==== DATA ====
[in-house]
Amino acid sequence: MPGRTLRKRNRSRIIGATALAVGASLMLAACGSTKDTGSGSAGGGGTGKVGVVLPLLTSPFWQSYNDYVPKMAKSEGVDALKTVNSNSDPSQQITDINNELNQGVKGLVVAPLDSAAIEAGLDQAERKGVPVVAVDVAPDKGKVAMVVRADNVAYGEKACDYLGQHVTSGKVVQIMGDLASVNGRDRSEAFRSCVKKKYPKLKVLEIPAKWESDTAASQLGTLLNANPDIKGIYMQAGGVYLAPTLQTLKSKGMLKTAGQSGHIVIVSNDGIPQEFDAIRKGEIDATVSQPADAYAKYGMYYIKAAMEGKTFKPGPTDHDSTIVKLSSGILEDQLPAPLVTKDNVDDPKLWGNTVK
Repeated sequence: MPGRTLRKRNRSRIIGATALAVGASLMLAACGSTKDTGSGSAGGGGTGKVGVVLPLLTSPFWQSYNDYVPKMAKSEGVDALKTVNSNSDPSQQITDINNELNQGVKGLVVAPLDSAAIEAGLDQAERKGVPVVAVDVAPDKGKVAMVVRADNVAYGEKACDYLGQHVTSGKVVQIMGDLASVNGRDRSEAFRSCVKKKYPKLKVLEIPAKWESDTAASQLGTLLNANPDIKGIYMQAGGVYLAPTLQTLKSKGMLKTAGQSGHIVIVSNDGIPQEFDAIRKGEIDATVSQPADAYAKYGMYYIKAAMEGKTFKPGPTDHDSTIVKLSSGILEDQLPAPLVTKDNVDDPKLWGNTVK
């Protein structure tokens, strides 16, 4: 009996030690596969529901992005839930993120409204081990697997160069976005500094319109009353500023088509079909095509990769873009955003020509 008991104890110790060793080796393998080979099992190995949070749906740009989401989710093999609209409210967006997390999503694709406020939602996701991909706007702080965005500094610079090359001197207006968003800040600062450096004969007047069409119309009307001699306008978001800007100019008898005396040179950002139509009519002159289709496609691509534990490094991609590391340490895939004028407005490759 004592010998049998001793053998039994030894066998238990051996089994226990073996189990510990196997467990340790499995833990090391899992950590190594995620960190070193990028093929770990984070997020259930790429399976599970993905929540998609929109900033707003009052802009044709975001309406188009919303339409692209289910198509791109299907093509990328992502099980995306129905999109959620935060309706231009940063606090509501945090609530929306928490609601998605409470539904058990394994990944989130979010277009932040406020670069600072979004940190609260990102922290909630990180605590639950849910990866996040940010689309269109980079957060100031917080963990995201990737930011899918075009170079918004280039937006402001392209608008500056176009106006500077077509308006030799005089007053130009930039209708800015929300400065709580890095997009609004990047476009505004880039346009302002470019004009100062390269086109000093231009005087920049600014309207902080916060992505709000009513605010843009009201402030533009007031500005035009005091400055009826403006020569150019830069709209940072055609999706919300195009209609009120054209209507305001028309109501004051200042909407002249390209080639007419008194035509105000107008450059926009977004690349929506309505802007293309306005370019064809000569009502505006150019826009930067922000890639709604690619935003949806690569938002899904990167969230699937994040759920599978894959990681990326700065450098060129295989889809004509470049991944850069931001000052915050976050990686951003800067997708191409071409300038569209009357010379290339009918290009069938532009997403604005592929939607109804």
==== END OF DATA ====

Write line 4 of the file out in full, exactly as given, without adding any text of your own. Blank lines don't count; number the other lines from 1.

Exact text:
């Protein structure tokens, strides 16, 4: 009996030690596969529901992005839930993120409204081990697997160069976005500094319109009353500023088509079909095509990769873009955003020509 008991104890110790060793080796393998080979099992190995949070749906740009989401989710093999609209409210967006997390999503694709406020939602996701991909706007702080965005500094610079090359001197207006968003800040600062450096004969007047069409119309009307001699306008978001800007100019008898005396040179950002139509009519002159289709496609691509534990490094991609590391340490895939004028407005490759 004592010998049998001793053998039994030894066998238990051996089994226990073996189990510990196997467990340790499995833990090391899992950590190594995620960190070193990028093929770990984070997020259930790429399976599970993905929540998609929109900033707003009052802009044709975001309406188009919303339409692209289910198509791109299907093509990328992502099980995306129905999109959620935060309706231009940063606090509501945090609530929306928490609601998605409470539904058990394994990944989130979010277009932040406020670069600072979004940190609260990102922290909630990180605590639950849910990866996040940010689309269109980079957060100031917080963990995201990737930011899918075009170079918004280039937006402001392209608008500056176009106006500077077509308006030799005089007053130009930039209708800015929300400065709580890095997009609004990047476009505004880039346009302002470019004009100062390269086109000093231009005087920049600014309207902080916060992505709000009513605010843009009201402030533009007031500005035009005091400055009826403006020569150019830069709209940072055609999706919300195009209609009120054209209507305001028309109501004051200042909407002249390209080639007419008194035509105000107008450059926009977004690349929506309505802007293309306005370019064809000569009502505006150019826009930067922000890639709604690619935003949806690569938002899904990167969230699937994040759920599978894959990681990326700065450098060129295989889809004509470049991944850069931001000052915050976050990686951003800067997708191409071409300038569209009357010379290339009918290009069938532009997403604005592929939607109804």